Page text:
In the simplest of terms, whole foods are foods without additives and preservatives. It’s food as close to its natural state as possible. I first heard the term whole food in 2004 right before my family began transitioning to a diet that would contain more whole foods. Our diet previous to a diet of whole foods looked like most people’s diets. Our vegetables were canned store-bought vegetables, bought by the case, and 100% of what we ate was processed including our meat and dairy.
I don’t think I’d ever heard the word organic before 2004 either, but soon learned what it meant after traveling to a bigger city and spotting organic milk in the dairy department. That milk, which we have now drunk for some sixteen years, was Organic Valley milk. At this time in my life, I’d also just quit smoking. One of the things I learned about smoking, that helped my cessation go a little bit smoother, was that cigarettes had over 600 ingredients in them. It’s a real eye-opener when you learn, for the first time in your life (thanks to the computer era), that cigarettes contain formaldehyde, lead, and arsenic to name just three of a very long list of scary things. Once I quit smoking I felt I owed it to my body, after having abused it to the point of death for so long, to eat food without chemicals. How to start? That was a good question considering I’d never made anything from scratch before and I wasn’t sure how we would afford to transition our kitchen supplies and lifestyle into exactly how kitchen supplies were during my grandparent’s life.
The first thing we made a change to was dairy. We stopped buying conventional milk and began buying Organic Valley milk. Within a year our milk consumption went up 80%. None of our local grocery stores, including Wal-Mart, stocked Organic Valley milk so we had to make a two-hour commute to buy it. That may sound extreme to some people, but for us, it was only the beginning of the long journeys we would have to make to transition to a whole foods diet. Nowadays organic products, whole food products are available in almost every store. There are also many sites that one can order whole foods from in bulk. Eventually, we were able to buy Organic Valley eggs, milk and butter when we made our two-hour commute.
Our next challenge was to go from canned vegetables and fruit to locally grown vegetables and fruit. Unfortunately, the farmers’ markets around the area we lived in were nil, so again we had to make a two-hour commute to purchase fruits and vegetables grown by local farmers. Twice a month we would make the drive on Saturday mornings, at the crack of dawn, to get to the Dane County Farmers’ Market in Madison, WI. There we would walk around the Capitol Square with hundreds of other foodies and buy fresh produce.
Transitioning to a whole food diet means in the long-term not eating any food that is processed. Processed food is almost all the food in the supermarket except the produce. And as far as the produce goes, the produce in most grocery stores that we shop in, in this part of the country, are not local and most of the produce sold is not even grown in the U.S.A. Eating local means eating food within 100 miles of its production. Because we were having to travel so far to purchase whole food we began to really look at what eating locally would look like to us. What if we couldn’t drive to purchase our whole foods? We weren’t in the position to garden and grow it ourselves and we definitely did not have a farm close by where we could buy organic milk.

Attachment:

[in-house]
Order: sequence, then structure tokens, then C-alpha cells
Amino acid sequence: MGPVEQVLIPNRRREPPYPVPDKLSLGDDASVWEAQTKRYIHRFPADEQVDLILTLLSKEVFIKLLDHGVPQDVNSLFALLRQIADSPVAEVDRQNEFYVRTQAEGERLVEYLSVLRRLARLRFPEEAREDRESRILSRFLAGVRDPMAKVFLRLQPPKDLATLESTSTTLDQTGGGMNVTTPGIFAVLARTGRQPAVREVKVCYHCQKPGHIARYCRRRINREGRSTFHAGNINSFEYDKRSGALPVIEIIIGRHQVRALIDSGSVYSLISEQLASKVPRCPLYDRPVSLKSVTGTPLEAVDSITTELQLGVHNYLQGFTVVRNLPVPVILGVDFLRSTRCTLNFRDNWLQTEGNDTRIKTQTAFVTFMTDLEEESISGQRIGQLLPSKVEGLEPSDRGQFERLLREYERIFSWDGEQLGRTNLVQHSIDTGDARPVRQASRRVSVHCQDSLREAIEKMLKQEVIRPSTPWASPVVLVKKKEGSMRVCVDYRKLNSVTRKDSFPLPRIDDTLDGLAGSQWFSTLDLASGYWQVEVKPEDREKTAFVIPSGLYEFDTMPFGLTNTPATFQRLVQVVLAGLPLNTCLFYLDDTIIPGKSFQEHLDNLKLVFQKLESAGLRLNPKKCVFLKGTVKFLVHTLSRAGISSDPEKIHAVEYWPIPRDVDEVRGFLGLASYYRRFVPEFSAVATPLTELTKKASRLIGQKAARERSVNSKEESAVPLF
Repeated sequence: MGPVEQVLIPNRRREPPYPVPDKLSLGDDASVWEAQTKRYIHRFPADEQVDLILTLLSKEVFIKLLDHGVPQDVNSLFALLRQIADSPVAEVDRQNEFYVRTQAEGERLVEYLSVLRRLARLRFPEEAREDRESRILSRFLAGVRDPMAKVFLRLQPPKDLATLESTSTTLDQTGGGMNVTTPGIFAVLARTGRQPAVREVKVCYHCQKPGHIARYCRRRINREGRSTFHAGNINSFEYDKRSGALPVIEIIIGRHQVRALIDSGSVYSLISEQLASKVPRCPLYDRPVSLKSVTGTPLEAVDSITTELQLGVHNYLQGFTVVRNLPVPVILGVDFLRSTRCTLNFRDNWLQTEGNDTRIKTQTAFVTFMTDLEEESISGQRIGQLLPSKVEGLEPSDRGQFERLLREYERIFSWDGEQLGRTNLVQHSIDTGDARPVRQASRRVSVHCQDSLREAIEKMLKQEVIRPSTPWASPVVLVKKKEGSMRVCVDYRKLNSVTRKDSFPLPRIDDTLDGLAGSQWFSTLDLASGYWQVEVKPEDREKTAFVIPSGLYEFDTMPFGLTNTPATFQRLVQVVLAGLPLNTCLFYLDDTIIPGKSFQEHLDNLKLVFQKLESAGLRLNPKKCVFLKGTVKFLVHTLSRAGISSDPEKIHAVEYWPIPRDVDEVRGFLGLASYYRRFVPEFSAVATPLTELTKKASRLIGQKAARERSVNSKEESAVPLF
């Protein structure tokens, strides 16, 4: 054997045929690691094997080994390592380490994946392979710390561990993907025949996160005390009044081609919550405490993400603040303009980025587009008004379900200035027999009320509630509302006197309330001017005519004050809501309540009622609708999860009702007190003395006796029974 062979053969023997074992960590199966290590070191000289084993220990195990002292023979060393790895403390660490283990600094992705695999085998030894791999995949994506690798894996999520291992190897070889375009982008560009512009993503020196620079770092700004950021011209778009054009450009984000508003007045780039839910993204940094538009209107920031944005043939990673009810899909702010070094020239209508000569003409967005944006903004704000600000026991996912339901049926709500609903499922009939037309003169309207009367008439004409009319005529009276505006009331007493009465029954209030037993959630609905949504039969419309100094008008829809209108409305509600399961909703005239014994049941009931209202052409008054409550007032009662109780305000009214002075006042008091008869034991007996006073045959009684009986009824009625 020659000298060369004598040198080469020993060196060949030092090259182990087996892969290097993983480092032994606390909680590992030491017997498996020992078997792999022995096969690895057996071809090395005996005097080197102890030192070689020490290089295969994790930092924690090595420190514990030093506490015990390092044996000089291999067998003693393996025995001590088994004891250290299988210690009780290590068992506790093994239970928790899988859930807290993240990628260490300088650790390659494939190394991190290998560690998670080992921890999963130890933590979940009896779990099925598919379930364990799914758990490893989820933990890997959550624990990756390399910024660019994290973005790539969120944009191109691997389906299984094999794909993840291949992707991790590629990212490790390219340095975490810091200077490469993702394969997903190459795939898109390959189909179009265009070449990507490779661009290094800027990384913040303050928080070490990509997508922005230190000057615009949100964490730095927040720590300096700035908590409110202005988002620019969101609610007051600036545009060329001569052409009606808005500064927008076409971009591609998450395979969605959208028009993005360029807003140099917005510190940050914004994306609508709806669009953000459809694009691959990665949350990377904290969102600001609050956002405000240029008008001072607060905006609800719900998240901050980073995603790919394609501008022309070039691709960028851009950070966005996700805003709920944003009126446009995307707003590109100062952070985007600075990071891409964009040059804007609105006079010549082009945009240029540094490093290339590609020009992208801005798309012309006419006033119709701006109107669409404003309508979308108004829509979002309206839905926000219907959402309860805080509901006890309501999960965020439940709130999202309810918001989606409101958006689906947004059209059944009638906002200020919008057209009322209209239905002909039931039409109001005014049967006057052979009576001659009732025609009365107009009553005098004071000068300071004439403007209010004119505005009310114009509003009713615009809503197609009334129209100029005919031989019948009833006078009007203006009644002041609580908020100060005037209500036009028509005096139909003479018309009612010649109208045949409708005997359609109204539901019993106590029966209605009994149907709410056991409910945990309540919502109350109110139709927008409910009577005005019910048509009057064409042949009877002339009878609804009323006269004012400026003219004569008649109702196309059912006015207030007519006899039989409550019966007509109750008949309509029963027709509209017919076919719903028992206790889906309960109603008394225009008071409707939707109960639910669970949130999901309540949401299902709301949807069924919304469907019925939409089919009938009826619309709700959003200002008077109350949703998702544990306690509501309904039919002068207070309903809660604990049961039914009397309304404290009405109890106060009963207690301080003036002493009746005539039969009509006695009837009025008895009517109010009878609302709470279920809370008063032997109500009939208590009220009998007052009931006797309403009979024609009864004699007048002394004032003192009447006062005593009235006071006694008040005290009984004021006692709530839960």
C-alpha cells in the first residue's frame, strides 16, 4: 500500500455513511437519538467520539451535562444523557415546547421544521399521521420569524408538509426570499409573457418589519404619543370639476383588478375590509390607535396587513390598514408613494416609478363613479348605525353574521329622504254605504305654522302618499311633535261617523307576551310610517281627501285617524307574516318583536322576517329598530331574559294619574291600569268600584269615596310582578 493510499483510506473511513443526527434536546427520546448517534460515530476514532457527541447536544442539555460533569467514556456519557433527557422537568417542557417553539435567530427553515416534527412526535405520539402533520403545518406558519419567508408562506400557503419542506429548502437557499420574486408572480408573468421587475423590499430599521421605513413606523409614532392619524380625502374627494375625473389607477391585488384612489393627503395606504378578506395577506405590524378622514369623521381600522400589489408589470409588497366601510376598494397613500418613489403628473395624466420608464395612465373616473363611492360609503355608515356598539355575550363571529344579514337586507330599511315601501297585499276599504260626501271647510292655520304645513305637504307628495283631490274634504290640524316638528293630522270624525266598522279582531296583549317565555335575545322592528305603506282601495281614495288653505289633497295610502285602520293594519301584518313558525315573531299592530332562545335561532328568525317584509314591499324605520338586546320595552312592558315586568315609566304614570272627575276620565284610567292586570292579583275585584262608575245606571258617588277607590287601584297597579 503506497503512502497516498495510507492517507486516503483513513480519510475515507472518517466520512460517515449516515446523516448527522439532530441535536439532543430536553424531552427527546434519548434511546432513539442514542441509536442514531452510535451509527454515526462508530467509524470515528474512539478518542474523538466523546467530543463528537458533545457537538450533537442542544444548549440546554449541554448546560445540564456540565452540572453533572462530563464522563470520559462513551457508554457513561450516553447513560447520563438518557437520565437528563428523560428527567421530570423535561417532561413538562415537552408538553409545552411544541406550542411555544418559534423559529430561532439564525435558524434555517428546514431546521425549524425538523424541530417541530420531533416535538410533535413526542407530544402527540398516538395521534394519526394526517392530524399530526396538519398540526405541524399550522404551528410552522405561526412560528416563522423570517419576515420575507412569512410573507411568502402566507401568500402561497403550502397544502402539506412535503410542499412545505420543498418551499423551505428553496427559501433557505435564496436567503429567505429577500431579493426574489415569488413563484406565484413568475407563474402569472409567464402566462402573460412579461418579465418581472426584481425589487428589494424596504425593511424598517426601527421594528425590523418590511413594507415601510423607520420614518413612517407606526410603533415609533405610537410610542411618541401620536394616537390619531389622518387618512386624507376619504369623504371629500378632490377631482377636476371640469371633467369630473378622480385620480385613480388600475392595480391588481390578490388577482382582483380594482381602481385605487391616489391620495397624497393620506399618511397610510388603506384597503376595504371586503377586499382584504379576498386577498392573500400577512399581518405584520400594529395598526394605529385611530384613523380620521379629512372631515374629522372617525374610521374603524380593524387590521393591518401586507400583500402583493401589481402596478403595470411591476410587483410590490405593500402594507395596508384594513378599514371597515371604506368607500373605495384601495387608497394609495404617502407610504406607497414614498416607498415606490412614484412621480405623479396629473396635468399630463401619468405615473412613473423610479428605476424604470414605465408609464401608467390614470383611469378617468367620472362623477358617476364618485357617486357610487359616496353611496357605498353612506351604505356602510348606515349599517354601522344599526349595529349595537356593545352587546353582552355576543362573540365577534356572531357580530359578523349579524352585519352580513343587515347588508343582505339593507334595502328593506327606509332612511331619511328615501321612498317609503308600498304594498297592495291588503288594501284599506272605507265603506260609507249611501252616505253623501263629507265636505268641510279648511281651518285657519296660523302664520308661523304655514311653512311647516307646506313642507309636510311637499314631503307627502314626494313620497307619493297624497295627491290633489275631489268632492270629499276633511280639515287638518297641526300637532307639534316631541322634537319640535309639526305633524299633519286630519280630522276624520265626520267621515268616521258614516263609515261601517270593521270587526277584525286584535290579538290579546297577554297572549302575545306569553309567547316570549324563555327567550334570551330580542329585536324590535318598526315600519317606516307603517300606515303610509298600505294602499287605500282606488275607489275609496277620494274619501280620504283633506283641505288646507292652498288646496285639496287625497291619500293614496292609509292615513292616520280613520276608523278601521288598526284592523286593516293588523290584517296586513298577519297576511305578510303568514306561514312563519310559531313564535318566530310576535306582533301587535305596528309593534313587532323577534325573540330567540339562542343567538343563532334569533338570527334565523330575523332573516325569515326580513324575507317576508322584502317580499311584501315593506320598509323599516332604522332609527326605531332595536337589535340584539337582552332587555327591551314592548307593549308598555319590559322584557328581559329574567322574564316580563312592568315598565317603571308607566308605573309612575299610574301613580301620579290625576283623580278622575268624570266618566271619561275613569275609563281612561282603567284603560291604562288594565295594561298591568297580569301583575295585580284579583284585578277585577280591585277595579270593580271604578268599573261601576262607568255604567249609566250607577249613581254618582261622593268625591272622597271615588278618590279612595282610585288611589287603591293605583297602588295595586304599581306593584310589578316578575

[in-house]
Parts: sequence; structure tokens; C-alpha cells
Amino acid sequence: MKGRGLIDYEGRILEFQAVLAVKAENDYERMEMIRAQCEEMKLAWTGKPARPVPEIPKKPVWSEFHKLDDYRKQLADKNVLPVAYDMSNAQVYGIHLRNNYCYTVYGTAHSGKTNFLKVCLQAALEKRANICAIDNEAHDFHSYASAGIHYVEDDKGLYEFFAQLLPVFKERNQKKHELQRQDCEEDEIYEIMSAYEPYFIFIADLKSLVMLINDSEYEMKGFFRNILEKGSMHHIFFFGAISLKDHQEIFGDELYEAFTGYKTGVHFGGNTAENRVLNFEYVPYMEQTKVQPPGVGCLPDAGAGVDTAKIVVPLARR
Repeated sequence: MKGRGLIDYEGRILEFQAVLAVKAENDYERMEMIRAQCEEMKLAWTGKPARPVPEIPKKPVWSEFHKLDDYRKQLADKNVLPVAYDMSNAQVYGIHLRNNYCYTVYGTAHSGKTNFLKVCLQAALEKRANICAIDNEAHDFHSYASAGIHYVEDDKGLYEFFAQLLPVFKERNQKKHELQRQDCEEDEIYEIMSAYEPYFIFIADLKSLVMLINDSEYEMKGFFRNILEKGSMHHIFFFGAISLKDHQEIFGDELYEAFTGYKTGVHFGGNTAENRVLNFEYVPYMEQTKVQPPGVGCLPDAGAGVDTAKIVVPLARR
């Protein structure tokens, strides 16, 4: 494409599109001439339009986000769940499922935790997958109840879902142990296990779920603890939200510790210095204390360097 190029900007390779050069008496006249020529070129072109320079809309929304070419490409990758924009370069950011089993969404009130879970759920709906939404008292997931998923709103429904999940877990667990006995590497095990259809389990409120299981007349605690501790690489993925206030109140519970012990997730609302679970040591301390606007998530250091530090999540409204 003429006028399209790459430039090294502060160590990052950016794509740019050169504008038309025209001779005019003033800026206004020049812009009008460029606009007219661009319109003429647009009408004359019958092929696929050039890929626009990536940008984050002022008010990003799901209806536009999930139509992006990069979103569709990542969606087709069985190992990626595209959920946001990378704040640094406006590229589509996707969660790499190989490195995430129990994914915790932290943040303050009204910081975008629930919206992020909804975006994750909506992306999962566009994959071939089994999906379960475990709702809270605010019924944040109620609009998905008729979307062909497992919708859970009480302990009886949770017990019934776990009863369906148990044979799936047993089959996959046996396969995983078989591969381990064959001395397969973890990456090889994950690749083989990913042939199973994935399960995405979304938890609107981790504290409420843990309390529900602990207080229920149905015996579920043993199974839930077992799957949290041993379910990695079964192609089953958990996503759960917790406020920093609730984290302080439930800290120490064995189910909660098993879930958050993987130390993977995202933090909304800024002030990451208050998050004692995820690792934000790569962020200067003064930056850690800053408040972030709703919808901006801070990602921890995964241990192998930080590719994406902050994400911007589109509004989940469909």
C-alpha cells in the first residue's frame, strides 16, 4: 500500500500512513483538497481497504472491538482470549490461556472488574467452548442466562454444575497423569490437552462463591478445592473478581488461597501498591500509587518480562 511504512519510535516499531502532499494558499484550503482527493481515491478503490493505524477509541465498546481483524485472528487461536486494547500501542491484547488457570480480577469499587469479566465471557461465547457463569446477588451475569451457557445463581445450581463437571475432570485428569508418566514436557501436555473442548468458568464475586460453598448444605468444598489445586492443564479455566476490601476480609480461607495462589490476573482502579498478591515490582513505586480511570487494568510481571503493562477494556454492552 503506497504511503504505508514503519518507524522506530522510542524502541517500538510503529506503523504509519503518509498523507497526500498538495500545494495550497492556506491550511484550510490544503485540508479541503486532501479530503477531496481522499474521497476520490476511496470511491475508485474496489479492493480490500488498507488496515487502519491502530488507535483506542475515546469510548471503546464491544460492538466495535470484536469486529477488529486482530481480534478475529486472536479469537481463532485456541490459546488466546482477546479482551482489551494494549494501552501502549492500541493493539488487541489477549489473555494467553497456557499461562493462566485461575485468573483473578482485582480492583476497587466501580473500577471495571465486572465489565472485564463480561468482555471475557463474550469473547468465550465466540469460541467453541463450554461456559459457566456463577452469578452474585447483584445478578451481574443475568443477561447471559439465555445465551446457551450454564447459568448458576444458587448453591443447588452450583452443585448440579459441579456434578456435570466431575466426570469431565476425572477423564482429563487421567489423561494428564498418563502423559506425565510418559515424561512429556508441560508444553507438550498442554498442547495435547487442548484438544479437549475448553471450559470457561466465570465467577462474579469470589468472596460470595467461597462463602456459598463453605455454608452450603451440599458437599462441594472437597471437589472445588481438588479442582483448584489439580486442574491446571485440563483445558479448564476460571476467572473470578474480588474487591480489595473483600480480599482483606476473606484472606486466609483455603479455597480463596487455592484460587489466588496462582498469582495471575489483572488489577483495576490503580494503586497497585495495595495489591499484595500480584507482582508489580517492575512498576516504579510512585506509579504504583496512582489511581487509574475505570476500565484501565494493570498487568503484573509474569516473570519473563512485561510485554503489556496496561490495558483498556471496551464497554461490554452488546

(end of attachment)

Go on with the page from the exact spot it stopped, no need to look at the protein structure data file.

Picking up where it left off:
Without our car and our $ability to drive to purchase whole foods we would not have been able to change our diet, unless we moved, until closer to 2010.
By 2010 a couple of farms in our community began having CSA’s and our local grocery store began selling Organic Valley dairy products.
One of the first steps we took in our transition, once we made decisions about produce and dairy, was the elimination processed boxed, canned and frozen food. That means no mixes, no boxed dinners, no frozen pizzas, no tv dinners. Anything in jars or bottles had to have less than five ingredients in them. No more Kool-aid, soda, juices or fountain drinks. Cookies are homemade, snacks are popcorn bought at a farmer’s market, sauces, cakes, crusts, and bread all homemade. If we wanted applesauce we had to go buy a 10# bag of apples and make homemade applesauce.
To give you a good idea of what a whole food diet looks like this: you go grocery shopping and when you get home all the food you bought is stored either in the refrigerator, freezer or pantry shelf (bulk baking stuff for making things from scratch). You won’t have anything but baking products in cans or jars and they will either be organic or will have less than 5 ingredients in them. Soups and stews are homemade; no more Campbell’s soup. Produce will line your counters and you’ll invest in at least two crock pots.
It sounds like a lot of work, and a lot of sacrifices, but I promise you the rewards are priceless and long lasting and you will never ever want to go back to eating processed food again. In my next post, I will explain the time involved in the transition along with how to set your pantry up and what to buy to get you started.